Album Review: Troye Sivan – ‘Blue Neighbourhood’

The music industry isn’t what it used to be. Back in the day, you absolutely needed a major label behind you in order to lift you career off the ground. No exceptions asked. These days, it’s a different story; none of that matters anymore. There are so many different platforms that allow an artist to begin their career, grow a fan base, and evolve.

Cut to Troye Sivan: a 20 year old Australian lad who rose to prominence over the years via YouTube. What stared as a little channel dedicated towards vlogging, turned into something else. It proved to be a true catalyst for Sivan after a major label signed him in 2013. With a handful of singles and several EPs under his belt, we’re finally faced with Troye’s debut album, ‘Blue Neighbourhood’ – an ambient synth-pop collection of songs that positions him as an idol for his generation and breaks the YouTube stereotype once and for all.

Like many young artists in the alt-pop genre, ‘Blue Neighbourhood’ is a coming of age record that finds Troye coming to grips with his identity, growing up (the chic and smooth ‘Cool’), and the effects of his newfound fame (‘Suburbia’).

The album opens up with a handful of songs found on Sivan’s latest EP, ‘Wild’. The EP’s title track about a forbidden relationship finding life in the shadows acts as a lush opener as do the familiar ‘Fools’ and ‘Ease’. It isn’t until a quarter of the way in that we’re greeted with new material.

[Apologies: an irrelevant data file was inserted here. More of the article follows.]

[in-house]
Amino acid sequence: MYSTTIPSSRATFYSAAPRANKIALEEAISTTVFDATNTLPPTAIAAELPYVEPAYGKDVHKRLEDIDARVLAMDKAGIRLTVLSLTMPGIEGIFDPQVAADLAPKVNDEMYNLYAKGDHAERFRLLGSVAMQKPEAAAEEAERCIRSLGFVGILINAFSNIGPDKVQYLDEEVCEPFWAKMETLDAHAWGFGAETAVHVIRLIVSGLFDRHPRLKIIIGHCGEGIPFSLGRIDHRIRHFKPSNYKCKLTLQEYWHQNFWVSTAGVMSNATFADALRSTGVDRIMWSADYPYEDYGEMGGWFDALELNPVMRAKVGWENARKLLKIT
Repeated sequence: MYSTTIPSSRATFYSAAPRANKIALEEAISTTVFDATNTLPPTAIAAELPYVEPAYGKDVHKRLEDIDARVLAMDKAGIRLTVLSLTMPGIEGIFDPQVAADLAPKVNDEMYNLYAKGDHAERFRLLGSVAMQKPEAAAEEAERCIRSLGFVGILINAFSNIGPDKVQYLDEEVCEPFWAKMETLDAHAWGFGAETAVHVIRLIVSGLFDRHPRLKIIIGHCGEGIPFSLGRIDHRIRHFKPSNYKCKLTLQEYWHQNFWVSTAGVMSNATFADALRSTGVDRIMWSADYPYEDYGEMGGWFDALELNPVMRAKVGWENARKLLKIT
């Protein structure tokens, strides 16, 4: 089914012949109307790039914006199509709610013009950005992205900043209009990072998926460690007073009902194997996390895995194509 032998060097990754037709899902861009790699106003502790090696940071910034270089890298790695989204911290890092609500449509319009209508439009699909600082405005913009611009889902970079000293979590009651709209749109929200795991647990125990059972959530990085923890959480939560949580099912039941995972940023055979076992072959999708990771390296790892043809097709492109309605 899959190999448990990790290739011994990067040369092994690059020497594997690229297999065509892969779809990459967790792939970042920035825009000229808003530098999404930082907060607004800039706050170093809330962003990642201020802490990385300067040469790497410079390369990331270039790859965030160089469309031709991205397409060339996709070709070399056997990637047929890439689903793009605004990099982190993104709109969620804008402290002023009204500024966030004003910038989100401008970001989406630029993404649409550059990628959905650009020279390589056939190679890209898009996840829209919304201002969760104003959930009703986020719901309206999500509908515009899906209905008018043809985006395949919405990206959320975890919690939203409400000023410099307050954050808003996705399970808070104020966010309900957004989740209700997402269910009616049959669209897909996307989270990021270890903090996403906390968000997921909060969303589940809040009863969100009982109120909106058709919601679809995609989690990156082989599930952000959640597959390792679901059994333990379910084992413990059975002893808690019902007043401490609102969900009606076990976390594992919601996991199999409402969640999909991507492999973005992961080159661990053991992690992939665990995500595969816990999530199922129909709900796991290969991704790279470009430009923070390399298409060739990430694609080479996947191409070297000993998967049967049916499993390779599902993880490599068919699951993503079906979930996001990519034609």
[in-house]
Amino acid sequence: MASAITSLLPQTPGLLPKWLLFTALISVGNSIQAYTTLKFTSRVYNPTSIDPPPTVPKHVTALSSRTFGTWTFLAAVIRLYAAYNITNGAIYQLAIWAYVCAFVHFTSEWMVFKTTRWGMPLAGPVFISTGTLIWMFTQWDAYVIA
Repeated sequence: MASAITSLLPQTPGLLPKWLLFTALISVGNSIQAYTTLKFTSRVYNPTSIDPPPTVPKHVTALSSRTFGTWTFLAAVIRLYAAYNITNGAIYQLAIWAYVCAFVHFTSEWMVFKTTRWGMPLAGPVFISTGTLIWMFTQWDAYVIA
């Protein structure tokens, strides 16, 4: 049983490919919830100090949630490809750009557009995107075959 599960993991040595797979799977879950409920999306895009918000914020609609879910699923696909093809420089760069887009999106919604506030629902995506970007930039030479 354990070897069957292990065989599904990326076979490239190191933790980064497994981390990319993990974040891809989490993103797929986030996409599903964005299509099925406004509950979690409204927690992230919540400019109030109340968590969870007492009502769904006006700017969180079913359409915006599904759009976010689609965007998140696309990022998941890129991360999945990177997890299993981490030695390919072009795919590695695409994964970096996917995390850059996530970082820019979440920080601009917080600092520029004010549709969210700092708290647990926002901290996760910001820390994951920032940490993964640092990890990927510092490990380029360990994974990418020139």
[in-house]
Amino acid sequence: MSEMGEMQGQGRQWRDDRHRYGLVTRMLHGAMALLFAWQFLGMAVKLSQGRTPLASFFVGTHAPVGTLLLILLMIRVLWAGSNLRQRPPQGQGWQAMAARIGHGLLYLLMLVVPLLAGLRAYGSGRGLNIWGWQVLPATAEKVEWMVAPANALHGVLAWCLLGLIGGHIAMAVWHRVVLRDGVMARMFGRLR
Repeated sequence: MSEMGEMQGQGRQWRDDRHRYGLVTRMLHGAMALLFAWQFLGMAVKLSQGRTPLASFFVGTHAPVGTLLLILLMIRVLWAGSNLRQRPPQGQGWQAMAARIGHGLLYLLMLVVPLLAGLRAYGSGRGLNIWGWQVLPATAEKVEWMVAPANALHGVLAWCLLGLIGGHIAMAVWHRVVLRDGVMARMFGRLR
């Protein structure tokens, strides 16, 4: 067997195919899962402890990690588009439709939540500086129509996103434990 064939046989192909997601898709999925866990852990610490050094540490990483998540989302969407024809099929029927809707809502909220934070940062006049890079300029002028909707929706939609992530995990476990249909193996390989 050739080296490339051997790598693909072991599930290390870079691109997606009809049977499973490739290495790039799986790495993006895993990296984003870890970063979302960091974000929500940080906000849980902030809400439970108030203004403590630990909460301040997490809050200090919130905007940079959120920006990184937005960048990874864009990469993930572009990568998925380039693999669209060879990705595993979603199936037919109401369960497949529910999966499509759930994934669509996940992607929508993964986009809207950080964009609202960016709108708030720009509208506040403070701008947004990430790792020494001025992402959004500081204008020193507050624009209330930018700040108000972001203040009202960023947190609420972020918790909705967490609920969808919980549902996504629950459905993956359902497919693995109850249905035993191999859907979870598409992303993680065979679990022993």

As we dive into the new material, there’s one prominent theme that’s woven throughout the remaining tracks: love. On the album’s first single, ‘Talk Me Down’, Troye finds himself searching for comfort in a partner. – a the song that proves to be the heart of the record. Elsewhere, Troye longs to leave his town behind and runaway with the Clyde to his, well, Clyde on ‘Youth’ and ‘for him.’ acts as a poetic love letter to that special guy that’s currently in Troye’s life.

It isn’t all sunshine and roses on ‘Blue Neighbourhood’. ‘Lost Boy’ tugs on those heartstrings as Troye sings about his fear of commitment and an unpleasant breakup, but it’s the Betty Who assisted ‘Heaven’ that proves to be a real heartbreaker. Troye gets rather candid about the struggles with his sexuality and the idea of acceptance. It’s nothing short of brave and an anthem for his gay fans struggling with the same issues.

And that brings us to the fact that Troye is launching his career at a pretty special time. Being a gay artist in pop music shouldn’t be the most important thing about Troye (after all, he has a lot more to offer than his sexuality), but for some reason it feels like should be.

Sivan is one of a kind compared to other contemporary male pop stars that openly discuss their homosexuality. Mainly, it’s due to the fact that he’s the same age as his fans – they can turn to the music found on ‘Blue Neighbourhood’ and find comfort and look to him as a leader.

The expectations that come with that are a lot to live up to; but if this album is the note he’s starting out on, we don’t see him succumbing to that pressure or failing to touch millions of kids all over the world.


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